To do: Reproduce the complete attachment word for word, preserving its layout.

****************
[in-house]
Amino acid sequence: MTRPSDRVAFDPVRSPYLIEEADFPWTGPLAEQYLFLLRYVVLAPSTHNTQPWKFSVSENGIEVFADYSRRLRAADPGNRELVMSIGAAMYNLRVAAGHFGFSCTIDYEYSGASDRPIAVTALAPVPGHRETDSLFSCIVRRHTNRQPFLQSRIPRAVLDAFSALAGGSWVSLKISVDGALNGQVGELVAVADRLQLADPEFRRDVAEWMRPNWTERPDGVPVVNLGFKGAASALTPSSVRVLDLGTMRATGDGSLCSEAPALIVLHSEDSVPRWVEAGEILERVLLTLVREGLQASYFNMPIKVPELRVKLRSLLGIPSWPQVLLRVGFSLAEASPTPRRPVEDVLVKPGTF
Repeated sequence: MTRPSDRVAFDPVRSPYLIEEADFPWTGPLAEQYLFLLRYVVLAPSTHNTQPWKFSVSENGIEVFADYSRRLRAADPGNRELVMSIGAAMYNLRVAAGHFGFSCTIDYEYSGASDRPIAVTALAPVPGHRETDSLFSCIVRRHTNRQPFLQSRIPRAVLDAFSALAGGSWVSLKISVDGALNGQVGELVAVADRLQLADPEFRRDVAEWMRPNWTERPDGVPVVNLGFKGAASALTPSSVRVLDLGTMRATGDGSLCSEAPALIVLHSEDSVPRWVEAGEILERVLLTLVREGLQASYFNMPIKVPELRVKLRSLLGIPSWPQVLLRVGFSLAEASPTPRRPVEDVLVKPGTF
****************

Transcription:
[in-house]
Amino acid sequence: MTRPSDRVAFDPVRSPYLIEEADFPWTGPLAEQYLFLLRYVVLAPSTHNTQPWKFSVSENGIEVFADYSRRLRAADPGNRELVMSIGAAMYNLRVAAGHFGFSCTIDYEYSGASDRPIAVTALAPVPGHRETDSLFSCIVRRHTNRQPFLQSRIPRAVLDAFSALAGGSWVSLKISVDGALNGQVGELVAVADRLQLADPEFRRDVAEWMRPNWTERPDGVPVVNLGFKGAASALTPSSVRVLDLGTMRATGDGSLCSEAPALIVLHSEDSVPRWVEAGEILERVLLTLVREGLQASYFNMPIKVPELRVKLRSLLGIPSWPQVLLRVGFSLAEASPTPRRPVEDVLVKPGTF
Repeated sequence: MTRPSDRVAFDPVRSPYLIEEADFPWTGPLAEQYLFLLRYVVLAPSTHNTQPWKFSVSENGIEVFADYSRRLRAADPGNRELVMSIGAAMYNLRVAAGHFGFSCTIDYEYSGASDRPIAVTALAPVPGHRETDSLFSCIVRRHTNRQPFLQSRIPRAVLDAFSALAGGSWVSLKISVDGALNGQVGELVAVADRLQLADPEFRRDVAEWMRPNWTERPDGVPVVNLGFKGAASALTPSSVRVLDLGTMRATGDGSLCSEAPALIVLHSEDSVPRWVEAGEILERVLLTLVREGLQASYFNMPIKVPELRVKLRSLLGIPSWPQVLLRVGFSLAEASPTPRRPVEDVLVKPGTF